Carry Trade - Buy or Sell?

Written by Antonio Sousa, Quantitative Strategies Analyst

Last week, the DailyFX Dynamic Carry Trade Portfolio was down by 351 pips. The most unprofitable trade was the position we held in the British pound with 241 pips gain in capital depreciation offset by $28 on interest payments accumulated along the last 5 days. Looking ahead, the current circumstances favor a further unwind of carry trades which could benefit lower yielding currencies like the Japanese yen and the Swiss franc. In fact, like we said in our Watch What the Fed Watches weekly report, despite the recent easing on financial conditions, confidence among traders in all the measures adopted by central banks to fight the credit crunch remains very poor. Short term interbank lending rates remain well above government bond yields of similar maturity and what the market needs is more transparency regarding the true amount of the losses related with the U.S. subprime market collapse.

Additional InformationMaking

profitable carry trades are not as easy as they use to be. Therefore we have created a dynamic carry basket that changes when the monetary policy outlook for a central bank changes or if there is significant event risk ahead. Follow the performance of the DailyFX Dynamic Carry Trade Basket

What is Carry TradeAll that is needed to understand the carry trade concept is a basic knowledge of foreign exchange and interest rates differentials. Money shifts from around the world in seek of the highest yield and the benefit of trading currencies is that you are dealing with countries that have interest rates, which are charged or received every single day. If you are positioned on the side of positive carry, you have the right to earn that interest, which can be quite lucrative over time.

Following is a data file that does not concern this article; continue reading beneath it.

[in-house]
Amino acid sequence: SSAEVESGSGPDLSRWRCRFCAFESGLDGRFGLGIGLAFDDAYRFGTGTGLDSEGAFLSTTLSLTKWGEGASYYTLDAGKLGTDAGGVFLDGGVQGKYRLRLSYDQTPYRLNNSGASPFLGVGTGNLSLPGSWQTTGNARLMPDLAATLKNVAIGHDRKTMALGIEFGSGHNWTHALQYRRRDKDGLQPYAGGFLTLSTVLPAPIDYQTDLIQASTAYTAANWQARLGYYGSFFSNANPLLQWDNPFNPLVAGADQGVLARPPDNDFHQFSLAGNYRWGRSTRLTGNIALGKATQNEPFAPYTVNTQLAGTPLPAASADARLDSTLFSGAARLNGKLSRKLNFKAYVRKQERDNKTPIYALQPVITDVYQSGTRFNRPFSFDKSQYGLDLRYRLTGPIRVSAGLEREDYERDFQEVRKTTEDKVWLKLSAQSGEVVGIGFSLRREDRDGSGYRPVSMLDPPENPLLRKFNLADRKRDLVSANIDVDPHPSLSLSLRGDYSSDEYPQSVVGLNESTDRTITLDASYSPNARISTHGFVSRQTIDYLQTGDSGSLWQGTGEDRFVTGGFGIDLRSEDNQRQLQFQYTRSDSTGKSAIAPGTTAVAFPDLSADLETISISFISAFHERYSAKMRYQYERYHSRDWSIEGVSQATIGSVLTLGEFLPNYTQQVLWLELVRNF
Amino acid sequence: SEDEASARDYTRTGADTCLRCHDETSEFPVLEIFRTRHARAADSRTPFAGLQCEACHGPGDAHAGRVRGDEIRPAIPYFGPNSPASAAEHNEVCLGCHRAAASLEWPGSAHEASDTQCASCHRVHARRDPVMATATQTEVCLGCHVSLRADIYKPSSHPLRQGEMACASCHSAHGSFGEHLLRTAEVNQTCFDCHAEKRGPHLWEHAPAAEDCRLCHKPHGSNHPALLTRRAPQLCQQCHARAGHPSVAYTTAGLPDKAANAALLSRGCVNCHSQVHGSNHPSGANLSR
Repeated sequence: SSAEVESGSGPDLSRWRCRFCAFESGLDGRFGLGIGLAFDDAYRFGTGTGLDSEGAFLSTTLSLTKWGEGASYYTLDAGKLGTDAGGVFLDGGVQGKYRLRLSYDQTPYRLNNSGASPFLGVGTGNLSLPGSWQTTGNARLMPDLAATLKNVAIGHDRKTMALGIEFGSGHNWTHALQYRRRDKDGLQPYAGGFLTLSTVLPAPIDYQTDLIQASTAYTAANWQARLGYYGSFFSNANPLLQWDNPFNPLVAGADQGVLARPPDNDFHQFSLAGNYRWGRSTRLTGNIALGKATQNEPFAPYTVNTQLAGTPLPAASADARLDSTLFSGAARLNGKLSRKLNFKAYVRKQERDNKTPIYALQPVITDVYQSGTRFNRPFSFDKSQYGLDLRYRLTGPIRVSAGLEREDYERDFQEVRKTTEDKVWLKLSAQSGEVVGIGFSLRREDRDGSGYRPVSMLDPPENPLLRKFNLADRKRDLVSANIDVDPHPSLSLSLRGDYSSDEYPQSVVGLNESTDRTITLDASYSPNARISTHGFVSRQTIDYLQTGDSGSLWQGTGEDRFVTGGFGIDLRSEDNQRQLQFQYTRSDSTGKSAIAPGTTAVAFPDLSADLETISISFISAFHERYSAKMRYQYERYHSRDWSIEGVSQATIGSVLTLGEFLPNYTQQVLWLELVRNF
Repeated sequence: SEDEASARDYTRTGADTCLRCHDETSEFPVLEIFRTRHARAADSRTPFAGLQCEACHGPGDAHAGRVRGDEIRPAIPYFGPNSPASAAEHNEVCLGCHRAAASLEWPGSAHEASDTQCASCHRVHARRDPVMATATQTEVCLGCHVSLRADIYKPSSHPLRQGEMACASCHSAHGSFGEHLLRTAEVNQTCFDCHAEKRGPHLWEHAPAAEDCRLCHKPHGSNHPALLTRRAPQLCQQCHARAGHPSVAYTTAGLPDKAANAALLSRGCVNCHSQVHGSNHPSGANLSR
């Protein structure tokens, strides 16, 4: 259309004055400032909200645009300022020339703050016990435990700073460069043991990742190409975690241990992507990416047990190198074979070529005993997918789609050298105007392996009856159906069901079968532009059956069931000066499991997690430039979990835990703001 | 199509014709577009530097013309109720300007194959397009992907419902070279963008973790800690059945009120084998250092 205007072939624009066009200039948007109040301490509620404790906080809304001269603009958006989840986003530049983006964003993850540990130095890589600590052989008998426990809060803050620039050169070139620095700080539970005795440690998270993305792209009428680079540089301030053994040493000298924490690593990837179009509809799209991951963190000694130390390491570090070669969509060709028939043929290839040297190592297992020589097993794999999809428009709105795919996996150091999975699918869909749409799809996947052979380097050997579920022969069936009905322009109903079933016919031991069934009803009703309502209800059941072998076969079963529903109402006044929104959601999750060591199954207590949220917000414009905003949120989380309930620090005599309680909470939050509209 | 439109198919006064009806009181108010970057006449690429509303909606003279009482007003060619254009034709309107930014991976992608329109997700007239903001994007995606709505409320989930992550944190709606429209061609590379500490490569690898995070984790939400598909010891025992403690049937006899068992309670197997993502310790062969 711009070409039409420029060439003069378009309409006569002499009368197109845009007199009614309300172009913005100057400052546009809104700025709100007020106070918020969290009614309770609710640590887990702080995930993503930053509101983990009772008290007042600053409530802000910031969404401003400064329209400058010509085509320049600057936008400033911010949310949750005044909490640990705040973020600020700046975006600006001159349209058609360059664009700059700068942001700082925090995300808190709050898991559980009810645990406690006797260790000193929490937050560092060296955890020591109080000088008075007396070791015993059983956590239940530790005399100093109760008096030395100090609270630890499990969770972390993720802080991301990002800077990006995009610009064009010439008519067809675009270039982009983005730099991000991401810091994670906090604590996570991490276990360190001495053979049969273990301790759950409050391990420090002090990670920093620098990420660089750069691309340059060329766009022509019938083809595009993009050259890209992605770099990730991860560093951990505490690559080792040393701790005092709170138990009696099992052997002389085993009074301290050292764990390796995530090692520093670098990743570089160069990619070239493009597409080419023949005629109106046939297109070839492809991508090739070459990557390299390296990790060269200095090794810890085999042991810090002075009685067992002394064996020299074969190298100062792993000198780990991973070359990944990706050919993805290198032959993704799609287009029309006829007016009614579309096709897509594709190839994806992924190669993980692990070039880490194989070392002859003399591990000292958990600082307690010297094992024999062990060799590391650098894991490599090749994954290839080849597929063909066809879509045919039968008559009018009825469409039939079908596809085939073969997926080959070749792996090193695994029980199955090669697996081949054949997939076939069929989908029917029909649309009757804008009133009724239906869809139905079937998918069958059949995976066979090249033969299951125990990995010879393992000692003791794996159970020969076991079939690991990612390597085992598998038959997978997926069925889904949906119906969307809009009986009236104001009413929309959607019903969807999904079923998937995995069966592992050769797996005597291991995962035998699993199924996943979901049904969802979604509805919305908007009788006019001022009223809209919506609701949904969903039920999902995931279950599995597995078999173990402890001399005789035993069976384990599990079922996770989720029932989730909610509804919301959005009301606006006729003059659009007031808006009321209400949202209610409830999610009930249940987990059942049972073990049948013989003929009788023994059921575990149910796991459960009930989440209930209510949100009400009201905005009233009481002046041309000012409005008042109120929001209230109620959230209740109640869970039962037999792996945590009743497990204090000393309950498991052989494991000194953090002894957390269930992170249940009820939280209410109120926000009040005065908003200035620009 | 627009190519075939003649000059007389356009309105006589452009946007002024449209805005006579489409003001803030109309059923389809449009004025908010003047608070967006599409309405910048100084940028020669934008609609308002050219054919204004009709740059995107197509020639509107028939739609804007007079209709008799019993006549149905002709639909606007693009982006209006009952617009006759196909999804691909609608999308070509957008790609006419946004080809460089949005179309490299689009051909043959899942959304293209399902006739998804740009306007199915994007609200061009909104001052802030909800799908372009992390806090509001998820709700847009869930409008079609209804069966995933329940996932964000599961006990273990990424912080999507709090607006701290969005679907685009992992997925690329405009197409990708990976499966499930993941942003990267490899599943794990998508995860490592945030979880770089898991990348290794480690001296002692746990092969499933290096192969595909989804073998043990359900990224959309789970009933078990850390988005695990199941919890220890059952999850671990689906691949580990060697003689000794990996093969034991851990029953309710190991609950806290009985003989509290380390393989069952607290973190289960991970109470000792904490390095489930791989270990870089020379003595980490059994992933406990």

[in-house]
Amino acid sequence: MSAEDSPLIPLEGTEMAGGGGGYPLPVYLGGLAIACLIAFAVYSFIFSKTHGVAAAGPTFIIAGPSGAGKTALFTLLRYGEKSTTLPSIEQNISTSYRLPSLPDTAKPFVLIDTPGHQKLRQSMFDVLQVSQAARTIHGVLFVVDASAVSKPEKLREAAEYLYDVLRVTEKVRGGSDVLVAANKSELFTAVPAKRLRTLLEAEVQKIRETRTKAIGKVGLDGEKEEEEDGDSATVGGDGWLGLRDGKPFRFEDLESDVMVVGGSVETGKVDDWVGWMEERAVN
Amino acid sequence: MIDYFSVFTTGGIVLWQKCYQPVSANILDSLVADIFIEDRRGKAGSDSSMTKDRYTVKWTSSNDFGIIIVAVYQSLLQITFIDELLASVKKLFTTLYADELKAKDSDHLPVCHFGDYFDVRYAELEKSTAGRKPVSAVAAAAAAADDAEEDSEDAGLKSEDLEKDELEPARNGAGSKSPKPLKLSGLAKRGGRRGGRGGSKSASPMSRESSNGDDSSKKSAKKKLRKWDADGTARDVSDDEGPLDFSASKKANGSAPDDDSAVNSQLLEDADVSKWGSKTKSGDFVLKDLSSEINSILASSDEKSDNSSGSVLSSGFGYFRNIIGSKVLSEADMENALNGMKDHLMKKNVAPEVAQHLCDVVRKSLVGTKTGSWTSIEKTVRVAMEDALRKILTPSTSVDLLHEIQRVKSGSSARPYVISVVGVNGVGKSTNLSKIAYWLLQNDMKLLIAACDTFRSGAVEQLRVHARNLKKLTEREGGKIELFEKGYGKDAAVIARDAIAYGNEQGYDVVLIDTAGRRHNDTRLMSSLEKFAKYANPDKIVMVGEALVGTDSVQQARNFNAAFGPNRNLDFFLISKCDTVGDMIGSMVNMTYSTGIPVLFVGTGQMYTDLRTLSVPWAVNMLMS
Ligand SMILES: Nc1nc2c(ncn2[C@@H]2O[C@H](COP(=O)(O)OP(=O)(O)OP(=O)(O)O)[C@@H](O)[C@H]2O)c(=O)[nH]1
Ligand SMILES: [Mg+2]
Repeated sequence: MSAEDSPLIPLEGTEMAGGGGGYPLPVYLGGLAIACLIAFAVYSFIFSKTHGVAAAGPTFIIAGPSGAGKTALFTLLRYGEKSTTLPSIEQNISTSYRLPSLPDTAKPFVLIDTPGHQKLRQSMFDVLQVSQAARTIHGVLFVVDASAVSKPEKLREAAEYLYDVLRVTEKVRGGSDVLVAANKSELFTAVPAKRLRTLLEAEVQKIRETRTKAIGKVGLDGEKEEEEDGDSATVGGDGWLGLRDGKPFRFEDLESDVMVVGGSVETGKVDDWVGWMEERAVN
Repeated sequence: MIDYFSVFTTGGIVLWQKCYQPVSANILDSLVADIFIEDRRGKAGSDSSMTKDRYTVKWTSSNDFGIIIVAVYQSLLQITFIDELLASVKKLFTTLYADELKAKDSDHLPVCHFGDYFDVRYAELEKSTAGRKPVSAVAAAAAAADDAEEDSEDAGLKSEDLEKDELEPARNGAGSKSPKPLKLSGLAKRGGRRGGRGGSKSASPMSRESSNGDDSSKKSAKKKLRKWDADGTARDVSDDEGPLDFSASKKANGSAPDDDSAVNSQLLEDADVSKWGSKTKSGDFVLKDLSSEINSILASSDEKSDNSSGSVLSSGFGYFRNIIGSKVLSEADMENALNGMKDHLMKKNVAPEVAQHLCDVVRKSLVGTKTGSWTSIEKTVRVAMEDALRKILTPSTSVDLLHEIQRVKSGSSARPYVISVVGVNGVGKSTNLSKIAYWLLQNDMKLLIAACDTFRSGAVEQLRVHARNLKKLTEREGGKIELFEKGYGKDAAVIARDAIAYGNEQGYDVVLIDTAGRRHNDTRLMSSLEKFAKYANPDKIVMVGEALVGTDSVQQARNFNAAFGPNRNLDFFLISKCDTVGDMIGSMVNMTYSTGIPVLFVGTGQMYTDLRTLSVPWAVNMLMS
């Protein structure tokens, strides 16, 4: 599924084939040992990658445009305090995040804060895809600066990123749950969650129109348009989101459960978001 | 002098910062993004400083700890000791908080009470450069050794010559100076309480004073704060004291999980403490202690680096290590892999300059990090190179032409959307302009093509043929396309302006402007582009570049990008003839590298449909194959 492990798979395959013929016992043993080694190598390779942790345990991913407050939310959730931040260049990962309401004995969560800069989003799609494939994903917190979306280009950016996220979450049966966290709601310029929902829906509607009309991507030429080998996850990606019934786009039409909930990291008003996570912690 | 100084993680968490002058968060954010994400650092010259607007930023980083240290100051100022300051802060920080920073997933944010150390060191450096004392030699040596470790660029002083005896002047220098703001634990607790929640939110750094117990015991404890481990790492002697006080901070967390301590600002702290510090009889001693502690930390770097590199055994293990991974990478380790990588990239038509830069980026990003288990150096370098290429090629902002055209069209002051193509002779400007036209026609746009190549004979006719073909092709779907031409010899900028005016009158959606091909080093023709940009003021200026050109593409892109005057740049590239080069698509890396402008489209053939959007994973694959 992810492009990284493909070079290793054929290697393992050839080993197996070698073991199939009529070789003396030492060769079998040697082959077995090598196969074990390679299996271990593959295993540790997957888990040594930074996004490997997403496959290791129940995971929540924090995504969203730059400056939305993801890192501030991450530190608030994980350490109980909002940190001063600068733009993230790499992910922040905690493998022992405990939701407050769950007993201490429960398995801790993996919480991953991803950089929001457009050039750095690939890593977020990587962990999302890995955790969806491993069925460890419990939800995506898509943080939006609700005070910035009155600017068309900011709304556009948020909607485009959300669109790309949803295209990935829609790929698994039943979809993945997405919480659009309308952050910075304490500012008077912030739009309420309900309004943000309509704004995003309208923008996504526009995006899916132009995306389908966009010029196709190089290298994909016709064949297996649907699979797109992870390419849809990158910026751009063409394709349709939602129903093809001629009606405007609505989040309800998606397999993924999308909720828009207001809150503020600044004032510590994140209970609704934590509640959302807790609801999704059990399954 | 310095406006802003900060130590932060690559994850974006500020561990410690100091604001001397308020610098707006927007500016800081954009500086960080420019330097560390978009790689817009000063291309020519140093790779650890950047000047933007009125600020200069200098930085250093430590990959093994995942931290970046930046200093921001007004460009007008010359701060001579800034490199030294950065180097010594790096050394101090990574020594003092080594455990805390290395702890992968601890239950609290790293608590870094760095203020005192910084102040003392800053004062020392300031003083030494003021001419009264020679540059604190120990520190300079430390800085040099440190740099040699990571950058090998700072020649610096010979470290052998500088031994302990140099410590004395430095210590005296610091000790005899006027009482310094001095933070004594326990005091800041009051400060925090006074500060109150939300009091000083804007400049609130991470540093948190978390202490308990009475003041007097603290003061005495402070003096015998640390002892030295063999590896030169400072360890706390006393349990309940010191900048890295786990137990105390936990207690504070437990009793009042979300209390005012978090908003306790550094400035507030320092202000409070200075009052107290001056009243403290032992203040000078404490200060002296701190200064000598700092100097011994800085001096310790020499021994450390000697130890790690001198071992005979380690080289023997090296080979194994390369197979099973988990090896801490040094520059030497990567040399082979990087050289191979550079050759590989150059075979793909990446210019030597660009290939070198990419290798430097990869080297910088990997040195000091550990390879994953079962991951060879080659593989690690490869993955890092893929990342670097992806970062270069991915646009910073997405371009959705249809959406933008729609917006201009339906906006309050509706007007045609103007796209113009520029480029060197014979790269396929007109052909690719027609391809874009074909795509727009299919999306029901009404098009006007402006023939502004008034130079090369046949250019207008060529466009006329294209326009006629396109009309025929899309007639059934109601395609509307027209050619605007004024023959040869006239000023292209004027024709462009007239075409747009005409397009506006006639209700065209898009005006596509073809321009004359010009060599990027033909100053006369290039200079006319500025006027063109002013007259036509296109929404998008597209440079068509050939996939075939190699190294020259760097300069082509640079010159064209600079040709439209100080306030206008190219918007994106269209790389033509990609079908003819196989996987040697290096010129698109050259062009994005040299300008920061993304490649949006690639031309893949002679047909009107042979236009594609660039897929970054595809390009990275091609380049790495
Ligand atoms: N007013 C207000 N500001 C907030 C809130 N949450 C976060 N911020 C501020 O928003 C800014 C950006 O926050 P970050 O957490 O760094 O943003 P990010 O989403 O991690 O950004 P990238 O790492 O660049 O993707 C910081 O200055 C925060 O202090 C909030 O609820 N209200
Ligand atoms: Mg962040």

Protective Stop-Loss

Substantial gains made from interest rate differentials provide undeniable evidence that the carry trade strategy has been very successful over the past few years. Still, this strategy involves significant risks and an adequate protective stop is required. We are using a protective stop-loss equivalent to five times the average true range. Stop losses are activated when we have a weekly close below the specified stop level.

Position Sizing

Our position size varies according to each currency volatility. Generally, the more volatile the currency is, the fewer lots we trade. For example, let's assume you have $10,000 and you are trading 10K lots, you decide to limit your risk per trade to 3% or $300 and the 90 days average true range for the EURUSD is 100 pips. In this case, if you go long EUR/USD you could buy 3 lots, since ($10000 * 3%) divided by (0.0100*10K) = 3 lots. In case the final result is not an integer you should always rounded it down to limit your exposure.

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